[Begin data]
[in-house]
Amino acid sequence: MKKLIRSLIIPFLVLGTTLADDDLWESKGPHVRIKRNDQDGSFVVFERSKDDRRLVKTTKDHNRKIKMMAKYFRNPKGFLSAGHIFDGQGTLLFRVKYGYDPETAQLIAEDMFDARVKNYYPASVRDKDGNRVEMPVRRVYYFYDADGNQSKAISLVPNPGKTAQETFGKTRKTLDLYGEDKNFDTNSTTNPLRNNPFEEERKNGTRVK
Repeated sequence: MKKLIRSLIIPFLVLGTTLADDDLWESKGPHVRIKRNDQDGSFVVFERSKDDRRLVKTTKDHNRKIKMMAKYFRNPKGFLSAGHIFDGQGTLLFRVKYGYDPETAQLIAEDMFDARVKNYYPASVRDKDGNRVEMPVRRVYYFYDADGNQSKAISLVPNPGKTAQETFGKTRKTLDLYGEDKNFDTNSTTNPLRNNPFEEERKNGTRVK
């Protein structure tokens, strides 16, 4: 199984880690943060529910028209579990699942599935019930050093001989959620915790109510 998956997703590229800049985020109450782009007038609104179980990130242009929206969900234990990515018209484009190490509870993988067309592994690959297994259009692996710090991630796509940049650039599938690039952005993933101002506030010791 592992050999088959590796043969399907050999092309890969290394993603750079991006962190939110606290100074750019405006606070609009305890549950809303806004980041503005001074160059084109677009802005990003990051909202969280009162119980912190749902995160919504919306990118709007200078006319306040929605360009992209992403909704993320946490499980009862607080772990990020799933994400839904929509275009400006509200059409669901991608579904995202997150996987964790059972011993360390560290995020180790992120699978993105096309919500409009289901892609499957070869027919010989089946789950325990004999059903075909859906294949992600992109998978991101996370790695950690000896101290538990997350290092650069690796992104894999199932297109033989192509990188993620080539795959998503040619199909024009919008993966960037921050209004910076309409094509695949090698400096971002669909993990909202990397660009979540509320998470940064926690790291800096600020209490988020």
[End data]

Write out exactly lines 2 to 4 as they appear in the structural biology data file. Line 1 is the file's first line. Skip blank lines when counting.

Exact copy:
Amino acid sequence: MKKLIRSLIIPFLVLGTTLADDDLWESKGPHVRIKRNDQDGSFVVFERSKDDRRLVKTTKDHNRKIKMMAKYFRNPKGFLSAGHIFDGQGTLLFRVKYGYDPETAQLIAEDMFDARVKNYYPASVRDKDGNRVEMPVRRVYYFYDADGNQSKAISLVPNPGKTAQETFGKTRKTLDLYGEDKNFDTNSTTNPLRNNPFEEERKNGTRVK
Repeated sequence: MKKLIRSLIIPFLVLGTTLADDDLWESKGPHVRIKRNDQDGSFVVFERSKDDRRLVKTTKDHNRKIKMMAKYFRNPKGFLSAGHIFDGQGTLLFRVKYGYDPETAQLIAEDMFDARVKNYYPASVRDKDGNRVEMPVRRVYYFYDADGNQSKAISLVPNPGKTAQETFGKTRKTLDLYGEDKNFDTNSTTNPLRNNPFEEERKNGTRVK
């Protein structure tokens, strides 16, 4: 199984880690943060529910028209579990699942599935019930050093001989959620915790109510 998956997703590229800049985020109450782009007038609104179980990130242009929206969900234990990515018209484009190490509870993988067309592994690959297994259009692996710090991630796509940049650039599938690039952005993933101002506030010791 592992050999088959590796043969399907050999092309890969290394993603750079991006962190939110606290100074750019405006606070609009305890549950809303806004980041503005001074160059084109677009802005990003990051909202969280009162119980912190749902995160919504919306990118709007200078006319306040929605360009992209992403909704993320946490499980009862607080772990990020799933994400839904929509275009400006509200059409669901991608579904995202997150996987964790059972011993360390560290995020180790992120699978993105096309919500409009289901892609499957070869027919010989089946789950325990004999059903075909859906294949992600992109998978991101996370790695950690000896101290538990997350290092650069690796992104894999199932297109033989192509990188993620080539795959998503040619199909024009919008993966960037921050209004910076309409094509695949090698400096971002669909993990909202990397660009979540509320998470940064926690790291800096600020209490988020």